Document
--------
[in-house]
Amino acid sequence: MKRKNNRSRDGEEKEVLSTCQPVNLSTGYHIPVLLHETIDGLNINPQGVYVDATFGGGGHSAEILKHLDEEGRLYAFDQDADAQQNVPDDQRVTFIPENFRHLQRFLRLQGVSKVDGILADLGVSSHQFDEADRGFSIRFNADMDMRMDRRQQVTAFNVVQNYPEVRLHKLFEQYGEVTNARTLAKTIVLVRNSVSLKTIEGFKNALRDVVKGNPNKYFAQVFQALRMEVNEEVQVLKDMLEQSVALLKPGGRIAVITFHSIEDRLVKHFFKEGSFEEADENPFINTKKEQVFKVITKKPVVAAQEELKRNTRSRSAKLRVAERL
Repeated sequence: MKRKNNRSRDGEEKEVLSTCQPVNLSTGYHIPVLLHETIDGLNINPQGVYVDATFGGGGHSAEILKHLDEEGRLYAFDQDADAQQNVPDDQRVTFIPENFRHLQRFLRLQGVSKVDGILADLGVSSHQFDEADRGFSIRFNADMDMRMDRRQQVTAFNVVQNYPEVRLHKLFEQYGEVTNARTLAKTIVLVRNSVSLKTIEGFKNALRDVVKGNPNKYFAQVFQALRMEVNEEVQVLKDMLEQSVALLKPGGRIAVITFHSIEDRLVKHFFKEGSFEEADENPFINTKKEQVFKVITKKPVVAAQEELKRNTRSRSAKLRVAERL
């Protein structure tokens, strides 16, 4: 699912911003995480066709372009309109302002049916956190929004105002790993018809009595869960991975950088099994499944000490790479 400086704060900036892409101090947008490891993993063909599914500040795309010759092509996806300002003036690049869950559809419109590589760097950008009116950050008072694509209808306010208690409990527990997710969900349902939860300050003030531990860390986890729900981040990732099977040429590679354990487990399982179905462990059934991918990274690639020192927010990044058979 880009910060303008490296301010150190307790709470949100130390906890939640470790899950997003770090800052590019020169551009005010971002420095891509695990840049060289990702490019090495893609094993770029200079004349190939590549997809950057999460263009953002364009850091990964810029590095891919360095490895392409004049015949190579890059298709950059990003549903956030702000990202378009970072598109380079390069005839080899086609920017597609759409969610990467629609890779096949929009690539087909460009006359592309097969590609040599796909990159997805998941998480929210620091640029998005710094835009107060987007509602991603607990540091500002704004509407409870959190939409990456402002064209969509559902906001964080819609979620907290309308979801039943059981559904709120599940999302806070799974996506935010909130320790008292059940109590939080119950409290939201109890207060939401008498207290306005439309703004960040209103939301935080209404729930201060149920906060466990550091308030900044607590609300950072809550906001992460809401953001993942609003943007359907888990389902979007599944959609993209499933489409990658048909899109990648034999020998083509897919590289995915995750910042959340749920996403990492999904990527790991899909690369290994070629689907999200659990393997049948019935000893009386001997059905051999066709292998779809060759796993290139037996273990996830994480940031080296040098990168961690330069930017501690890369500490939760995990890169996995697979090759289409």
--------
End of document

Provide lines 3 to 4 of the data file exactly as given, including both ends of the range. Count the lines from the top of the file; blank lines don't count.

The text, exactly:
Repeated sequence: MKRKNNRSRDGEEKEVLSTCQPVNLSTGYHIPVLLHETIDGLNINPQGVYVDATFGGGGHSAEILKHLDEEGRLYAFDQDADAQQNVPDDQRVTFIPENFRHLQRFLRLQGVSKVDGILADLGVSSHQFDEADRGFSIRFNADMDMRMDRRQQVTAFNVVQNYPEVRLHKLFEQYGEVTNARTLAKTIVLVRNSVSLKTIEGFKNALRDVVKGNPNKYFAQVFQALRMEVNEEVQVLKDMLEQSVALLKPGGRIAVITFHSIEDRLVKHFFKEGSFEEADENPFINTKKEQVFKVITKKPVVAAQEELKRNTRSRSAKLRVAERL
């Protein structure tokens, strides 16, 4: 699912911003995480066709372009309109302002049916956190929004105002790993018809009595869960991975950088099994499944000490790479 400086704060900036892409101090947008490891993993063909599914500040795309010759092509996806300002003036690049869950559809419109590589760097950008009116950050008072694509209808306010208690409990527990997710969900349902939860300050003030531990860390986890729900981040990732099977040429590679354990487990399982179905462990059934991918990274690639020192927010990044058979 880009910060303008490296301010150190307790709470949100130390906890939640470790899950997003770090800052590019020169551009005010971002420095891509695990840049060289990702490019090495893609094993770029200079004349190939590549997809950057999460263009953002364009850091990964810029590095891919360095490895392409004049015949190579890059298709950059990003549903956030702000990202378009970072598109380079390069005839080899086609920017597609759409969610990467629609890779096949929009690539087909460009006359592309097969590609040599796909990159997805998941998480929210620091640029998005710094835009107060987007509602991603607990540091500002704004509407409870959190939409990456402002064209969509559902906001964080819609979620907290309308979801039943059981559904709120599940999302806070799974996506935010909130320790008292059940109590939080119950409290939201109890207060939401008498207290306005439309703004960040209103939301935080209404729930201060149920906060466990550091308030900044607590609300950072809550906001992460809401953001993942609003943007359907888990389902979007599944959609993209499933489409990658048909899109990648034999020998083509897919590289995915995750910042959340749920996403990492999904990527790991899909690369290994070629689907999200659990393997049948019935000893009386001997059905051999066709292998779809060759796993290139037996273990996830994480940031080296040098990168961690330069930017501690890369500490939760995990890169996995697979090759289409």